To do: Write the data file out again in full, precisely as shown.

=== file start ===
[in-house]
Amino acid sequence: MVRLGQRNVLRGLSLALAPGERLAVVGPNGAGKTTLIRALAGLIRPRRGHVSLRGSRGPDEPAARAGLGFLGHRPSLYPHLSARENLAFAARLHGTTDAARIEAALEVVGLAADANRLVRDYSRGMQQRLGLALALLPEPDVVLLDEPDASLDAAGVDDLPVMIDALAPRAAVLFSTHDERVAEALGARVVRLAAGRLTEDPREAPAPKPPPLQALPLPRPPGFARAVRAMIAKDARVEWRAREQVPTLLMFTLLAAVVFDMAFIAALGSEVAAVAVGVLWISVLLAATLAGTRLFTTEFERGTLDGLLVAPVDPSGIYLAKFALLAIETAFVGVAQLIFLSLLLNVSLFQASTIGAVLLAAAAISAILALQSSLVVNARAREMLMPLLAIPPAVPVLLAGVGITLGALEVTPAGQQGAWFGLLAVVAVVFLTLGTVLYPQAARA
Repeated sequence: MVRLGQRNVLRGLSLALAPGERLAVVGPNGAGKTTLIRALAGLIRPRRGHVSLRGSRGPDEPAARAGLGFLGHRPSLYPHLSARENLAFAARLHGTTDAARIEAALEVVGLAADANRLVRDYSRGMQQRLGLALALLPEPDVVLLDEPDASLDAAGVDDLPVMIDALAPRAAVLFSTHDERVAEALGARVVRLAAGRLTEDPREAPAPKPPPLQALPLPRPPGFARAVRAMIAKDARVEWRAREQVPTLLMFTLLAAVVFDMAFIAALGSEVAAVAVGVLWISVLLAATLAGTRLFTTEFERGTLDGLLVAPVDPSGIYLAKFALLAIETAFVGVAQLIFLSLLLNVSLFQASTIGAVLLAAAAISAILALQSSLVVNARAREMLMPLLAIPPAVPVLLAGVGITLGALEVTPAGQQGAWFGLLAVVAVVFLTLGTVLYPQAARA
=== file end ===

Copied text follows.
[in-house]
Amino acid sequence: MVRLGQRNVLRGLSLALAPGERLAVVGPNGAGKTTLIRALAGLIRPRRGHVSLRGSRGPDEPAARAGLGFLGHRPSLYPHLSARENLAFAARLHGTTDAARIEAALEVVGLAADANRLVRDYSRGMQQRLGLALALLPEPDVVLLDEPDASLDAAGVDDLPVMIDALAPRAAVLFSTHDERVAEALGARVVRLAAGRLTEDPREAPAPKPPPLQALPLPRPPGFARAVRAMIAKDARVEWRAREQVPTLLMFTLLAAVVFDMAFIAALGSEVAAVAVGVLWISVLLAATLAGTRLFTTEFERGTLDGLLVAPVDPSGIYLAKFALLAIETAFVGVAQLIFLSLLLNVSLFQASTIGAVLLAAAAISAILALQSSLVVNARAREMLMPLLAIPPAVPVLLAGVGITLGALEVTPAGQQGAWFGLLAVVAVVFLTLGTVLYPQAARA
Repeated sequence: MVRLGQRNVLRGLSLALAPGERLAVVGPNGAGKTTLIRALAGLIRPRRGHVSLRGSRGPDEPAARAGLGFLGHRPSLYPHLSARENLAFAARLHGTTDAARIEAALEVVGLAADANRLVRDYSRGMQQRLGLALALLPEPDVVLLDEPDASLDAAGVDDLPVMIDALAPRAAVLFSTHDERVAEALGARVVRLAAGRLTEDPREAPAPKPPPLQALPLPRPPGFARAVRAMIAKDARVEWRAREQVPTLLMFTLLAAVVFDMAFIAALGSEVAAVAVGVLWISVLLAATLAGTRLFTTEFERGTLDGLLVAPVDPSGIYLAKFALLAIETAFVGVAQLIFLSLLLNVSLFQASTIGAVLLAAAAISAILALQSSLVVNARAREMLMPLLAIPPAVPVLLAGVGITLGALEVTPAGQQGAWFGLLAVVAVVFLTLGTVLYPQAARA